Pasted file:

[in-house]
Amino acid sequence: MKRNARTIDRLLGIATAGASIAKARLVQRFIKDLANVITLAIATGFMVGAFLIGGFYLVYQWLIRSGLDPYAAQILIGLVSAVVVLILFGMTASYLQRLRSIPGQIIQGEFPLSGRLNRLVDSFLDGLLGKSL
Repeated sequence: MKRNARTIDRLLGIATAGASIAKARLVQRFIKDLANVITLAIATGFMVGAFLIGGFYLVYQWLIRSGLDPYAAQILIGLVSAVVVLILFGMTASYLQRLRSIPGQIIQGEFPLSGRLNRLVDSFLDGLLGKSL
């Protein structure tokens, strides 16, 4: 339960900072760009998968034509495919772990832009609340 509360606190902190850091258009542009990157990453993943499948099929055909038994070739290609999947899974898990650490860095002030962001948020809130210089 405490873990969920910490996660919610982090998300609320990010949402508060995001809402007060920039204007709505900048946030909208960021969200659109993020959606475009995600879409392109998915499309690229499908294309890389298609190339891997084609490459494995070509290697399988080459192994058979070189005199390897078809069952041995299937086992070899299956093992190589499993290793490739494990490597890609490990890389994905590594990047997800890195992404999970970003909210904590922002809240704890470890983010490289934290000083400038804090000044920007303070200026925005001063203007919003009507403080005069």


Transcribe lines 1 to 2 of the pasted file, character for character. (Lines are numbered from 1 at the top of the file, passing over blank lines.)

[in-house]
Amino acid sequence: MKRNARTIDRLLGIATAGASIAKARLVQRFIKDLANVITLAIATGFMVGAFLIGGFYLVYQWLIRSGLDPYAAQILIGLVSAVVVLILFGMTASYLQRLRSIPGQIIQGEFPLSGRLNRLVDSFLDGLLGKSL